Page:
Saturday, July 21, 2018

Who's Afraid of Lisa Page?

In his testimony before the House, embattled former FBI Counterintelligence official Peter Strzok maintained that, contrary to all logical inference, any statements in text messages between himself and FBI attorney Lisa Page that appeared to exhibit bias against Donald Trump could never have affected his investigative actions. However, John Solomon, in his brilliant article (One FBI text message in Russia probe that should alarm every American), has shown that Strzok's texts actually demonstrate FBI bias at the very inception of the Special Counsel investigation. In a series of texts dated 5/19/17 (two days after Robert Mueller was appointed Special Counsel) Strzok stated to Page: "you and I both know ... there's no big there there." Page, in testimony to the House that followed on that of Strzok, has confirmed that the sense of this text referred to the allegations of collusion between Russia and the Trump campaign. In fact, the texts show that Strzok explicitly viewed the Special Counsel investigation not as an investigation into criminal wrongdoing--as required by the Special Counsel statute--but as "an investigation leading to impeachment." In other words, he viewed the Mueller "probe" as an essentially political use of the Special Counsel statute to rid the Washington establishment of a president they didn't want. A goal he was heartily in favor of. This abuse of the Special Counsel statute constitutes, as Solomon points out, "political bias in action."

Understandably, the attention that has been focused on these Strzok/Page texts has made Strzok the poster boy of the FBI's assault on constitutional government. However, it's worth reviewing several additional facts that are left unmentioned in Solomon's article.

First of all, it's highly unlikely that DAG Rod Rosenstein would ever have authorized a Special Counsel investigation without consulting with the Director of the FBI--for the simple reason that the Mueller "probe" purports to be an extension of an already existing FBI investigation. Rosenstein would want to be assured by the Director that there were reasonable grounds to believe that there was a there there in the first place. No matter what Rosenstein's personal motives in authorizing a Special Counsel investigation, this is the legal form that he would need to justify that authorization.

The FBI Director would, in turn, be advised in these matters by his General Counsel. At the time in question that would have been James A. Baker--no longer with the FBI, resigned under a cloud. The Director would also want to consult with his Deputy, who would be closer to the facts of the actual investigation that was ongoing.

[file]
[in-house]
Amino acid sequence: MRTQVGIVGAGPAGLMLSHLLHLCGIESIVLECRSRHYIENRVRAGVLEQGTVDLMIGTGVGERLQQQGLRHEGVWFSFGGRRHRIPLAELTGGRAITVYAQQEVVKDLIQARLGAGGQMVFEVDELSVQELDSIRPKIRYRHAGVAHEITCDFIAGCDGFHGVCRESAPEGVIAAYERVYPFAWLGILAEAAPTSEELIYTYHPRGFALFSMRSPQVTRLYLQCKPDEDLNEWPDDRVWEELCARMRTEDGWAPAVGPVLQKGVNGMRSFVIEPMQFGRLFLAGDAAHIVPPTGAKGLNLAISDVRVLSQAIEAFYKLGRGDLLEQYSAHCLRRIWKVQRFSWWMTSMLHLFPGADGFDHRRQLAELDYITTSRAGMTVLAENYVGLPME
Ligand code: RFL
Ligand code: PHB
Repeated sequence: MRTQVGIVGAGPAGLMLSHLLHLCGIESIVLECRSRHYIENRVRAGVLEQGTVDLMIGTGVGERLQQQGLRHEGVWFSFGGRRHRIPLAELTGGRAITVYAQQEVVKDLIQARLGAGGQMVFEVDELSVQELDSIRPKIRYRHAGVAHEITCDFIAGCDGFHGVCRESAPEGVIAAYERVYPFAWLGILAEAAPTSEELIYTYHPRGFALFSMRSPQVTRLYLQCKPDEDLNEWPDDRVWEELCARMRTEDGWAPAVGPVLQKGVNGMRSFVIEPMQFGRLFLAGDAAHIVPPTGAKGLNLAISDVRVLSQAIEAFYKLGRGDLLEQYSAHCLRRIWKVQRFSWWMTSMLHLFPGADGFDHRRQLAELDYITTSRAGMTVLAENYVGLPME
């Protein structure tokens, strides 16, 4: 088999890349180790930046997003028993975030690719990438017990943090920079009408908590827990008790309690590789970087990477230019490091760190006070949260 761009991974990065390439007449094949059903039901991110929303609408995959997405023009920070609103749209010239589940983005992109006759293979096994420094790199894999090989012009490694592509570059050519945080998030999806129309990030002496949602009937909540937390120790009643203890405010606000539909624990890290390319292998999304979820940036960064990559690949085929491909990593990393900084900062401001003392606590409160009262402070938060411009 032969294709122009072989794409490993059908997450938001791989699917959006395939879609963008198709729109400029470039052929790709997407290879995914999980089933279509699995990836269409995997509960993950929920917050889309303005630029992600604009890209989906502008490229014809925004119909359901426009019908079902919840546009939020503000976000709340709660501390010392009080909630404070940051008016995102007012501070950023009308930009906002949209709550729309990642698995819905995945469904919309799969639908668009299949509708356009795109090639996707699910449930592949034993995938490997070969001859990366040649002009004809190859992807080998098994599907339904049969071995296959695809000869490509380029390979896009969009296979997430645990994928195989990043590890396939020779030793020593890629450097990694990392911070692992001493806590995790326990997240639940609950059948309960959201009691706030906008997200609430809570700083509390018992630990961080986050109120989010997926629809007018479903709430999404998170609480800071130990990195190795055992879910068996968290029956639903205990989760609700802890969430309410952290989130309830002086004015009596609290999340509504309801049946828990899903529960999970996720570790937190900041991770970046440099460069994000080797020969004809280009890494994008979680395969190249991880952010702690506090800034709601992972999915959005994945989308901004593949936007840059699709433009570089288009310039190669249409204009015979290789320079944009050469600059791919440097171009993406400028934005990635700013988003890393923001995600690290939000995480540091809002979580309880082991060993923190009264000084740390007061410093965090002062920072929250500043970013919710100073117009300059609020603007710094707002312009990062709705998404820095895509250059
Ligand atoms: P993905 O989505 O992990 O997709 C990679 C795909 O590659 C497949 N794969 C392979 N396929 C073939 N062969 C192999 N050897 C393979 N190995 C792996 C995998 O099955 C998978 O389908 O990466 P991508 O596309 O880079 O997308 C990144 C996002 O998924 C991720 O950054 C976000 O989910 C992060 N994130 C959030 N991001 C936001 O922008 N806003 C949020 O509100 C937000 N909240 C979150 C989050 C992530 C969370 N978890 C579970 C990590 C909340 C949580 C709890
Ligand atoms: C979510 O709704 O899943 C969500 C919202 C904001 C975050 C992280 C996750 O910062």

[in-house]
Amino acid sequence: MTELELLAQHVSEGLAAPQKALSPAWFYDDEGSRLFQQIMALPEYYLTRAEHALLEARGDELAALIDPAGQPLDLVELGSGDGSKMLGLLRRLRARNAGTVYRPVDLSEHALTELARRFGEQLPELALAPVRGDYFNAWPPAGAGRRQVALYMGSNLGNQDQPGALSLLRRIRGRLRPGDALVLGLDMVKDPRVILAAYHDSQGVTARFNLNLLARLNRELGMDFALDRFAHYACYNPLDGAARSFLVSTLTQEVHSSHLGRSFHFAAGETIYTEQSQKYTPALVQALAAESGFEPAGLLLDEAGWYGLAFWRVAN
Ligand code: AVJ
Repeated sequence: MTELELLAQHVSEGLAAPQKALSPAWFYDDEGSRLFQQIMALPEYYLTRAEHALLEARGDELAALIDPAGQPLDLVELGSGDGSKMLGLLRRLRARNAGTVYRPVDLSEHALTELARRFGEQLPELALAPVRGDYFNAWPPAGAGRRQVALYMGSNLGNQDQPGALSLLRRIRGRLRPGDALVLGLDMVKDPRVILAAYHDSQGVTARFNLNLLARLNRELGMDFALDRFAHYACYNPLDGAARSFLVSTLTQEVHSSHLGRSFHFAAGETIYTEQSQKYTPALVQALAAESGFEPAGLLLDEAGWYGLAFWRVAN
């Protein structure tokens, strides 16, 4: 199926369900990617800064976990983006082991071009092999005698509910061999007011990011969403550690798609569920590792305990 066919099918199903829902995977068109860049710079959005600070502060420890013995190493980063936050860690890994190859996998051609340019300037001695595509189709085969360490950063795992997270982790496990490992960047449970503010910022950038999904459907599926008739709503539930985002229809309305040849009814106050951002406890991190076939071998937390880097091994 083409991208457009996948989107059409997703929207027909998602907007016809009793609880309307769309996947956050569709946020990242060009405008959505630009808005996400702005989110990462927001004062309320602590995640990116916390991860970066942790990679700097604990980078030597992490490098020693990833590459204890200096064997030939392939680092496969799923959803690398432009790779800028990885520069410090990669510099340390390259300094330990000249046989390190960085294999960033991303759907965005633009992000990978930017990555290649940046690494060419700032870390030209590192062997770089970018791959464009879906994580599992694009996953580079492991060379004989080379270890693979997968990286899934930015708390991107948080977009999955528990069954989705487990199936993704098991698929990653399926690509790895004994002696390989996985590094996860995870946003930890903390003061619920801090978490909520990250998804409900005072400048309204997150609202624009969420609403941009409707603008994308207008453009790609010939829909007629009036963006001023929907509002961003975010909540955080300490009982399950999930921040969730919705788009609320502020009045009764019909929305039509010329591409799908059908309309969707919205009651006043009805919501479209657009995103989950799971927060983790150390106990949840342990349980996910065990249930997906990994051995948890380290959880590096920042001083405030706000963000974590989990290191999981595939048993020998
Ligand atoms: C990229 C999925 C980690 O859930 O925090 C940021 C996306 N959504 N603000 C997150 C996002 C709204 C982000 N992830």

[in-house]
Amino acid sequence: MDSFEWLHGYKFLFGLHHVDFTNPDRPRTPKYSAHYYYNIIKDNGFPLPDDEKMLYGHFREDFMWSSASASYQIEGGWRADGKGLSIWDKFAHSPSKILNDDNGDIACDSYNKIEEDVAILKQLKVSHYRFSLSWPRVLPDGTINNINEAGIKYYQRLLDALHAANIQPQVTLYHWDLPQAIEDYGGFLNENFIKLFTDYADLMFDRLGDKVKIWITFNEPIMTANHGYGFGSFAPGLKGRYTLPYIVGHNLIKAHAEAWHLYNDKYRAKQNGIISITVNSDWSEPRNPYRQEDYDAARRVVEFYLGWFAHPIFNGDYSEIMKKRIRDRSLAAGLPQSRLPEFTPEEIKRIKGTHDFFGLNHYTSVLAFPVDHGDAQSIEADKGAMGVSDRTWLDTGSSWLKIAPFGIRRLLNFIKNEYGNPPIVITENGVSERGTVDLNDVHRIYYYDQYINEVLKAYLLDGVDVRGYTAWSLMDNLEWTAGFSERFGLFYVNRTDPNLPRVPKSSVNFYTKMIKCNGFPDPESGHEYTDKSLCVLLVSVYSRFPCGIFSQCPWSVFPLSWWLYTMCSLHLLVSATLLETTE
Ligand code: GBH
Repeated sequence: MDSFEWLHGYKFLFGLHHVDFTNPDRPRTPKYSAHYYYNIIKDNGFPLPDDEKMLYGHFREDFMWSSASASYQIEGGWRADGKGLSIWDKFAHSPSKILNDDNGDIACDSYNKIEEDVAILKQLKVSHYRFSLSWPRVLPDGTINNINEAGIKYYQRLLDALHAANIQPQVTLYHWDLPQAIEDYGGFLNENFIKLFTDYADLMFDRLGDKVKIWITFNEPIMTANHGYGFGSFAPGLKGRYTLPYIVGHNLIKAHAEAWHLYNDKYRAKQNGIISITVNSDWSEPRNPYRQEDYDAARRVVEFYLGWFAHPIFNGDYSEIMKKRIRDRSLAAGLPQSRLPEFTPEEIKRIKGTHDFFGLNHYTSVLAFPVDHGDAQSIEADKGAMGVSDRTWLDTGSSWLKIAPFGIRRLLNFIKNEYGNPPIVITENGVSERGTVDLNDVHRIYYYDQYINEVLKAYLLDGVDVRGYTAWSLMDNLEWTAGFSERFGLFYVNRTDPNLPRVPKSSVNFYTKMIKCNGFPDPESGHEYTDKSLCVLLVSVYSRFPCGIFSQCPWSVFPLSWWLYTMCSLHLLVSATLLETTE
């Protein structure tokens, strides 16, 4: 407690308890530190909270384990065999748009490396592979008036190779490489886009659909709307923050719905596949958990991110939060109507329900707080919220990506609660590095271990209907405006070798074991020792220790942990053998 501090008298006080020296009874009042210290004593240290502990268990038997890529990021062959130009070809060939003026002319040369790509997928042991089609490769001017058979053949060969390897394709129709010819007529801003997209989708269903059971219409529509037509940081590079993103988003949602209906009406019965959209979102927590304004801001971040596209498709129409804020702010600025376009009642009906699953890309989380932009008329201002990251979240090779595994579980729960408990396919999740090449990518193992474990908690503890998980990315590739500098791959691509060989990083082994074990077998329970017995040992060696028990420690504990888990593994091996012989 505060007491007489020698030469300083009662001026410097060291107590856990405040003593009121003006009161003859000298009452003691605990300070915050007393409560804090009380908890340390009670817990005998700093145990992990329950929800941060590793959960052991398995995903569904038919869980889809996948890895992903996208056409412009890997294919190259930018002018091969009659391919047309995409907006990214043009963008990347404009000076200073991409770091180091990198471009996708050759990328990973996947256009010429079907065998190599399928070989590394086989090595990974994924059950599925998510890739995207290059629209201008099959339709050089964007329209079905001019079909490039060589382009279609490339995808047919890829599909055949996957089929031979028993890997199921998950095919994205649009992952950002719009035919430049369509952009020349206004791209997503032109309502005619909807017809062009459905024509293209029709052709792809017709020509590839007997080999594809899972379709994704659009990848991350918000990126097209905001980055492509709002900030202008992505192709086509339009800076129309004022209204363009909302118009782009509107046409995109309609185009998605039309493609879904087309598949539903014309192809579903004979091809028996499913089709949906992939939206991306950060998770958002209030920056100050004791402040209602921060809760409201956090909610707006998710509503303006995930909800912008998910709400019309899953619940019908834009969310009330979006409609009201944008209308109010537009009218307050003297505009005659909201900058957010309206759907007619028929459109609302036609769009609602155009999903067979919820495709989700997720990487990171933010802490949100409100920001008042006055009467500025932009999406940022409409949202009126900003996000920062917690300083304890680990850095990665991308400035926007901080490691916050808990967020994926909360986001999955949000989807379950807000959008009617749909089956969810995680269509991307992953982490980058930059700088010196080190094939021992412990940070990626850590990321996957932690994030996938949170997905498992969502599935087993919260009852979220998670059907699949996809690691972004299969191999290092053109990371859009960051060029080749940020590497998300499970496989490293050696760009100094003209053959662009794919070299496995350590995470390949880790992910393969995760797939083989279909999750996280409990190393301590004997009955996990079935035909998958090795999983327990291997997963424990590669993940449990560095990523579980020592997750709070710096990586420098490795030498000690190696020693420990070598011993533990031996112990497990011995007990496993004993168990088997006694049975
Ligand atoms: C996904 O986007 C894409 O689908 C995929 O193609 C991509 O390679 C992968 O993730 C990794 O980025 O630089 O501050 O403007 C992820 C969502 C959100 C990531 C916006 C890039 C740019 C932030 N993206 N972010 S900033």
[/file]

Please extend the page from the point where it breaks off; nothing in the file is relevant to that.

Now, the revealing text exchange between Strzok and Page occurred on 5/19/17, but they followed closely on two important events. On 5/9/17 James Comey was fired as Director, FBI, a week before the Special Counsel was appointed. That means that on the day that Robert Mueller was appointed as the Special Counsel, 5/17/17, Andrew McCabe--formerly the Deputy Director of the FBI--was the Acting Dirctor of the FBI. In other words, Rosenstein would presumably have consulted with McCabe regarding the FBI's investigation, and we already know that McCabe had a well developed animus against President Trump. We also know that McCabe may have altered 302s--key evidence--against Michael Flynn. FBI whistleblowers have even quoted McCabe's famous statement at a conference: "First we f*ck Flynn, the we f*ck Trump."

How does Lisa Page fit into all this? The tendency is to view Strzok and Page as co-workers, but it's important to remember that in fact Page was two levels above Strzok in the organizational chart at the FBI. Page's actual position was that of legal adviser to ... Andrew McCabe. That means that in all probability Page would have been privy not only to McCabe's views re Trump, but also to the discussions between McCabe and Comey and with James A. Baker. We know from other text messages that this was indeed the case, because in many messages she references discussions with some of these top level officials at the FBI. She would therefore have been very well informed regarding thinking at the policy making level of the FBI regarding the actual credibility of the allegations against Trump. And that means that when Strzok told her "you and I both know ... there's no big there there," and Page offered no push back--perhaps, "No, Andy says it's all for real!"--Page is in all likelihood reflecting not only her personal view but also the accepted view at the top of the FBI.

Page's cooperation with the House investigation--and presumably with the IG and Huber investigations--is therefore very bad news not just for Strzok but, more importantly, for the key decision makers at the FBI and DoJ.


  1. Page is definitely an interesting figure in all of this. I have a feeling, based on how it seems the IG got a hold on the texts in the first place, and the final text to Strzok that was clearly quite angry, I think it probable that both McCabe and Strzok tried to use Page as a scapegoat to cover their own misdeeds, and it backfired spectacularly. Think about all of this as it stands today without the public having seen the Page/Strzok texts- an entirely different world.

  2. Yancey, I think you could construct a nice little scenario re your theory. McCabe/Strzok say, hey, Page was our legal expert, she talked to the other lawyers (NSLU, Baker, DoJ) and she told us it was all OK. We followed her advice. But Page comes back and says, BS! Andy is a lawyer, too, and anyway my advice was that no way Trump wins. Instead they kept yammering about insurance policies and ignored my advice. Something like that. What is clear is that McCabe used her to go around Priestap in the chain of command to deal directly with Strzok. Priestap seems not to have been totally trusted.